It took Zynga 3 years to shrink from $1.2B/year revenue to $680m/year. If it takes 3 years to grow back to that level, the estimates prices above would represent total gains of 40% and 111% respectively, or annualized returns of 12% and 28% respectively.

 

Still, there are risks…

Risks

The main risk to this thesis is that existing Zynga games drop off in users and revenue while new games coming out fail to gain users.

Also there isn’t a great explanation why Empires and Allies can have so many downloads without a similarly high placement on the top grossing lists. It could be that Zynga is wasting money advertising Empires and Allies without a proper return.

If the turn around in Zynga’s revenue is not accompanied by a turn around in earnings this year, then they will continue to lose cash pushing the $2 price floor lower.

Summary

I have a position in Zynga shares averaged around $2.90 a share and added an amount equal to 50% of my old position recently in anticipation of Zynga beating Q2 revenue and earnings estimates in their August 8th earnings call.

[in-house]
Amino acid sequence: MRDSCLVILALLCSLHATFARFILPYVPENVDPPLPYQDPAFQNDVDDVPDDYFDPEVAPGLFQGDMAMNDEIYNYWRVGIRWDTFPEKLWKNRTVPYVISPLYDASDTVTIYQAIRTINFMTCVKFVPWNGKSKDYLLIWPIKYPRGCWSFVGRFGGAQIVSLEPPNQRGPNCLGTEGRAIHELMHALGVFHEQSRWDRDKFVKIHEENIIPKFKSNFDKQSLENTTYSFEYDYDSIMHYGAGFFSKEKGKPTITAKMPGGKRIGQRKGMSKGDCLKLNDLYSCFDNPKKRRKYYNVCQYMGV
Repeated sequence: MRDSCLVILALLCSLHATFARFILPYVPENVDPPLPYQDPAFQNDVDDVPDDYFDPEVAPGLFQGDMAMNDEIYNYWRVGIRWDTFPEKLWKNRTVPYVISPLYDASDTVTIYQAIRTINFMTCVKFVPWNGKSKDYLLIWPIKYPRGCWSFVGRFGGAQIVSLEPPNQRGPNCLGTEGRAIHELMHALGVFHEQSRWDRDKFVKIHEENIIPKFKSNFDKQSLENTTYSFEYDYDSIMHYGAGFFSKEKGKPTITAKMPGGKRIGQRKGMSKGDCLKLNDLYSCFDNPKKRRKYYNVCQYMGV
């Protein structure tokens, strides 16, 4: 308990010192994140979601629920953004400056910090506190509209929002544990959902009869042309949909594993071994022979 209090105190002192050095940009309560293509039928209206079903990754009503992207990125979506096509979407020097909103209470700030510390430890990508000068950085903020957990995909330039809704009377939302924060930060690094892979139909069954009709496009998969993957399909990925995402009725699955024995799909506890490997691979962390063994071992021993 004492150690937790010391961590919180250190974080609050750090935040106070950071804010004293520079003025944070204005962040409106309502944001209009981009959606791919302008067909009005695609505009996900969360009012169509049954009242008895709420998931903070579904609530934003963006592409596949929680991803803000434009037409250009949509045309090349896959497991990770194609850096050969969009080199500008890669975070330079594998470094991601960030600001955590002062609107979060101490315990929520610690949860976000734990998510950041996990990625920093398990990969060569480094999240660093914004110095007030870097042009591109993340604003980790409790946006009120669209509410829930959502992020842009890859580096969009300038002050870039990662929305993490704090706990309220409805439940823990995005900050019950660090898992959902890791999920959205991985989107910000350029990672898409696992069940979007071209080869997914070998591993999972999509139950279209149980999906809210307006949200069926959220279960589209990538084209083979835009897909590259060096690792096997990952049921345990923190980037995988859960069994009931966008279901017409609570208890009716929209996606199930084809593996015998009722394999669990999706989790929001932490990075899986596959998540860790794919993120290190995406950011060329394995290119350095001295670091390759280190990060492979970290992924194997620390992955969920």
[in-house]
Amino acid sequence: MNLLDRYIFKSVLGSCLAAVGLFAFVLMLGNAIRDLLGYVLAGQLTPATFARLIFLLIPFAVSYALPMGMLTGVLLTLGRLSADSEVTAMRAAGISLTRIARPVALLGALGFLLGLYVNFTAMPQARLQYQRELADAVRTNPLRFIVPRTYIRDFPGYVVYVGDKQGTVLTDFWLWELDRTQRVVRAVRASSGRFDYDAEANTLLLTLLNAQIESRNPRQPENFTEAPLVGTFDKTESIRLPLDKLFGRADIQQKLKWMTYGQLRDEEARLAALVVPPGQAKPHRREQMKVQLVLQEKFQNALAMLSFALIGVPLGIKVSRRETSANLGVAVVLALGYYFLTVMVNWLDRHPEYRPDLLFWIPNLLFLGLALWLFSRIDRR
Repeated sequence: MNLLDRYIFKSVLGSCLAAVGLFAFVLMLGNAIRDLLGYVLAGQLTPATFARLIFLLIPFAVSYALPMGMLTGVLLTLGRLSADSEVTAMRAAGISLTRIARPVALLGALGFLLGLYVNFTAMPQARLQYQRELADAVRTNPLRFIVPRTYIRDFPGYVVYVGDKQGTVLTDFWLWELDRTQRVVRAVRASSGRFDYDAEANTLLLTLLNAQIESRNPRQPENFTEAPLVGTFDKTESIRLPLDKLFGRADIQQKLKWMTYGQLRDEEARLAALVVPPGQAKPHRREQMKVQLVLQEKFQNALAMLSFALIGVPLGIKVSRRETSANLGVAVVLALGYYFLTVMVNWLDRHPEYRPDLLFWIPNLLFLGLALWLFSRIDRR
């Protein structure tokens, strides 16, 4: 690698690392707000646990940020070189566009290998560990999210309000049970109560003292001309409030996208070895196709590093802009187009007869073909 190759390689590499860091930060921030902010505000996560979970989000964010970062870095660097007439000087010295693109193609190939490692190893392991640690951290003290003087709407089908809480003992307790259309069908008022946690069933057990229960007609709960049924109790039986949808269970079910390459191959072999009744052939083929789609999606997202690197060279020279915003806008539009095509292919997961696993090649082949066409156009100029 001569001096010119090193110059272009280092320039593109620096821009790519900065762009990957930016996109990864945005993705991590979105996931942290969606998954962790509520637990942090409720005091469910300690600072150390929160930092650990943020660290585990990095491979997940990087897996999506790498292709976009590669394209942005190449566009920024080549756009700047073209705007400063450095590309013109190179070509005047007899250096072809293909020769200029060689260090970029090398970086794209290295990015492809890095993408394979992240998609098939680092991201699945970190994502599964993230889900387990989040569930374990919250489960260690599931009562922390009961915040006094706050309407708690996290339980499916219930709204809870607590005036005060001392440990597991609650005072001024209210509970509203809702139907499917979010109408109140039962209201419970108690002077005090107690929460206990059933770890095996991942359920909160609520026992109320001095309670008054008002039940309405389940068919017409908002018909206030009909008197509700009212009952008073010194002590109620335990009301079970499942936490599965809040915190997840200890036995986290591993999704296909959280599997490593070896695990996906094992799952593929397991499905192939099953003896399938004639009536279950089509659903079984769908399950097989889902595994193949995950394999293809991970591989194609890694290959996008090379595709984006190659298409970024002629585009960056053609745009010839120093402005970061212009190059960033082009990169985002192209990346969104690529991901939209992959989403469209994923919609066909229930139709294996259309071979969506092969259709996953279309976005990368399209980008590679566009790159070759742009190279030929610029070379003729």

If the earnings goes well, Zynga should climb to $3.50 or higher. If not, there could be a pull back with technical support at $2.50 and fundamental support at $2.00.

ZNGA: Long-term Trend Has Changed

The closing price for ZNGA has risen above its 200-day moving average, indicating a long-term upward trend.

Trend for ZNGA as of Wednesday April 9th, 2014

Long-term: Up

Intermediate: Down

Short-Term: Up

This post was generated by our Market Trends tool. The trends are simply based on the 10, 50, and 200-day moving averages. View the current market trends or analyze your own stocks.

TSLA: Long-term Trend Has Changed

The closing price for TSLA has risen above its 200-day moving average, indicating a long-term upward trend.

Trend for TSLA as of Wednesday April 9th, 2014

Long-term: Up

Intermediate: Up

Short-Term: Up

Chart for TSLA

Stock Chart

This post was generated by our Market Trends tool. The trends are simply based on the 10, 50, and 200-day moving averages. View the current market trends or analyze your own stocks.